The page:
For a veterinarian, walking down the path between life and death with a person and their beloved companion is always different. Jasper had an untreatable malignancy (throat cancer) that was literally and quickly choking away his life...what he needed and what I could give him was a good death...

....this is a part of our world.

Never let them see your fear...

A tale -in some version or another- most veterinarians have lived through...

Integrative medicine and hat tricks

So many times the devil really is in the details. So it seems, time after time,
I and many others find ourselves confronted with the same tired and increasingly tenuous arguments from Complementary and Alternative Medicine proponents.

Sadly, it doesn't seem to slow the creep of medicine back towards a far more
dangerous era -one of "curative anarchy"- that society wisely decided
to collectively walk away from a hundred years ago.

How quickly we forget...

These modalities continue to find fertile ground with the credulous by insiduously blanketing and confounding themselves with a false legitimacy. By appropriating and altering innocuous sounding concepts such as 'freedom of choice',
'teaching the controversy' and having a 'balanced' discussion (where none exists) -all for the sake of an ideology- many CAM supporters succeed only in weakening and degrading the pillars of reason and critical thought.

A colleague, Dr. Novella writes a sharp and clear post regarding one of CAMs
more succesful hat tricks...the bait & switch.

Excellent reading.

Carl Sagan: A thousand years of darkness

The importance of questioning not just the permanence of the stars, but also the justice of slavery can not be overstated...

...only then will history not -once again- be damned to repeat itself.

Monday, August 11, 2008

on choosing humanity over magic

Good article on how taking into account 'provenance' helps us ellucidate -even with our limited capacity - truer realities. Though we can never completely escape our biases nor should we (pattern seeking social primates that we are), we can sure strive for balance between -not magic and reality- but humanity and reality.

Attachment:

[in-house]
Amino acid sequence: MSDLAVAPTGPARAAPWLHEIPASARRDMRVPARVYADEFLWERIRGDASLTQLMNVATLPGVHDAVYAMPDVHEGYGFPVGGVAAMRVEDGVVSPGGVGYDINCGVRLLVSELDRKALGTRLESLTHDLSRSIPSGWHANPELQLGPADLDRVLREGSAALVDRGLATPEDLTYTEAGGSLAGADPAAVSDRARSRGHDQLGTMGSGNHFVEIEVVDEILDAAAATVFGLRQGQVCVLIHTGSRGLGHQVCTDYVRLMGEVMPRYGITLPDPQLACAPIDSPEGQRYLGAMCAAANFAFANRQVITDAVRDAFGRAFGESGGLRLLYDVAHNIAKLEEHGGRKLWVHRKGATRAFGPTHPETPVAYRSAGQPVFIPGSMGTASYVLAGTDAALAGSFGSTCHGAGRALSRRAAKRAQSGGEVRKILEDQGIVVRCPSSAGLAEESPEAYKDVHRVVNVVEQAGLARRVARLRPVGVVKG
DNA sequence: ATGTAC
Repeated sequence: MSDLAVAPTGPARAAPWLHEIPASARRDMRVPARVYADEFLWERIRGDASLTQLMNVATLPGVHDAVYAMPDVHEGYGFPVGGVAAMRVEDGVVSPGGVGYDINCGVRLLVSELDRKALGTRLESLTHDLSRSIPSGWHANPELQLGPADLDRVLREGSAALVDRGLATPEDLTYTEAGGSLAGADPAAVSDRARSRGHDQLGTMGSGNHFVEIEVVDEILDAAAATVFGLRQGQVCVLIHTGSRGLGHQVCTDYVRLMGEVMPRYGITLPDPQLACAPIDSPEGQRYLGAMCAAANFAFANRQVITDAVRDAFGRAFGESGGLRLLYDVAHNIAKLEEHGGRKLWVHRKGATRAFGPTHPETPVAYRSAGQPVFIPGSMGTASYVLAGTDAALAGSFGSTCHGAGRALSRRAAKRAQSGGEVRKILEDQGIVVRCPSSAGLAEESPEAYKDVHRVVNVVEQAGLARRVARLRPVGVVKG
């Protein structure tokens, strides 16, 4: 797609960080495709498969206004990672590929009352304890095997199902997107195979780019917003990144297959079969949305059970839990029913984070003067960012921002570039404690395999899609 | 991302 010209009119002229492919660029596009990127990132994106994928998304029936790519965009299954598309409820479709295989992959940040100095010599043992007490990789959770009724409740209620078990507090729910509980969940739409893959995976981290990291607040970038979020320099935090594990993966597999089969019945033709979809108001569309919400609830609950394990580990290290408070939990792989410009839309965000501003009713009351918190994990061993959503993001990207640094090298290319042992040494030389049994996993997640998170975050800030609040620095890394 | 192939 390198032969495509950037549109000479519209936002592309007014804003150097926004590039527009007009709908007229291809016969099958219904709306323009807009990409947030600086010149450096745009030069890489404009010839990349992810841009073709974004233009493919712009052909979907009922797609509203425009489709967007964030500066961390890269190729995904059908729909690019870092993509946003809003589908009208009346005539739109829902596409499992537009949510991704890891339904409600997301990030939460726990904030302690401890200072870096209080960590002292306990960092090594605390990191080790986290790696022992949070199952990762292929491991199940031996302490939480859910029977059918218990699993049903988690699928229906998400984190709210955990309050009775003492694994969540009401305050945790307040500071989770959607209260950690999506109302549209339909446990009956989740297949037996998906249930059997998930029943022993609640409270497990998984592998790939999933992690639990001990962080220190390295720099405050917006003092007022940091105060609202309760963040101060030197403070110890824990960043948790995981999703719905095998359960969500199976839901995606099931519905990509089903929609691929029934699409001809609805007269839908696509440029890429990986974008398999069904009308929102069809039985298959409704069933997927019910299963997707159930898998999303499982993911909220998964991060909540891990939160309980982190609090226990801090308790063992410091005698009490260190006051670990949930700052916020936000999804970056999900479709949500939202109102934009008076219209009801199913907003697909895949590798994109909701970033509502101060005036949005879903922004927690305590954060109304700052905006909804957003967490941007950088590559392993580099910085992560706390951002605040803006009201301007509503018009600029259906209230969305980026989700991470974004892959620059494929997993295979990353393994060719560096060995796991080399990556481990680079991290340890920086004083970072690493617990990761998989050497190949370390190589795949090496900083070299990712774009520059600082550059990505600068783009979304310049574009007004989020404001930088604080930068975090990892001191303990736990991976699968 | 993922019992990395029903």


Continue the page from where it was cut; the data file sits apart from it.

The article talks about 'woo' which is a catch phrase -as most of you are aware- for a broad collection of credulous mind sets. Here is a brief primer of what 'woo' is (thanks Orac):

Beliefs that clearly demonstrate magical thinking, uncritical acceptance of things for which no good evidence exists. This includes, but is not limited to, psychic phenomenon, ghosts, the paranormal, "energy healing" and a wide variety of other mystical and pseudoscientific beliefs.

Woo is resistant to reason. Indeed, woo has a double standard when it comes to what it considers to be good evidence. It is very accepting of a wide variety of fuzzy, mystical ideas, but is often incredibly distrustful and skeptical of anything having to do with "conventional" science or "conventional" medicine. Woos tend to be very quick to react to defend their particular brand of woo and very unforgiving of its being questioned.

StevenPinker: on the decline of violence

....or it helps to continually learn, listen & understand -as best we can- when trying to affect change in the ways of the world.

In that regard here is an interesting review of Steven Pinkers lecture (& upcoming book) with respect to the study of human violence from a historical perspective...important to "consider as one considers".

Of course regarding violence, things can easily go to hell in a hand basket -and often do- for a variety of reasons...still, teasing out these observable phenomena can prove very useful in understanding human collaboration.

Steven Pinker on the decline of violence

"Steven Pinker, a professor of psychology at Harvard, begins his presentation with an image of corpses on a truck, being taken from Auschwitz concentration camp. The image is one of many characteristic of the 20th century, a century that included brutality under Stalin, Hitler, Pol Pot and the genocide in Rwanda. The 21st century, which has barely started, already includes the brutality of Darfur and the daily destruction in Iraq.

These sorts of images can lead us to thinking that modernity brings terrible violence. Perhaps native people lived in a state of harmony that we’ve departed from.

This, Pinker tells us, is bullshit. “Our ancestors were far more violent than we are.” We’re probably living in the most peaceful time of our species’s existence, a statement that seems almost obscene in light of Darfur and Iraq.

The decline of violence, he tells us, is a fractal phenomenon - we see it over the centuries, the decades and the years. That said, we see a tipping point in the 16th century - the age of reason - particularly in England and Holland.

Until 10,000 years ago, all humans were hunter gatherers. This is the group that some believe lived in primordial harmony - there’s no evidence of this. Studying current hunter-gatherer tribes, the percent of male adults who die in violence is extraordinary - from 20 to 60% of all males. Even during the violent 20th century, with two world wars, less than 2% of males worldwide died in warfare.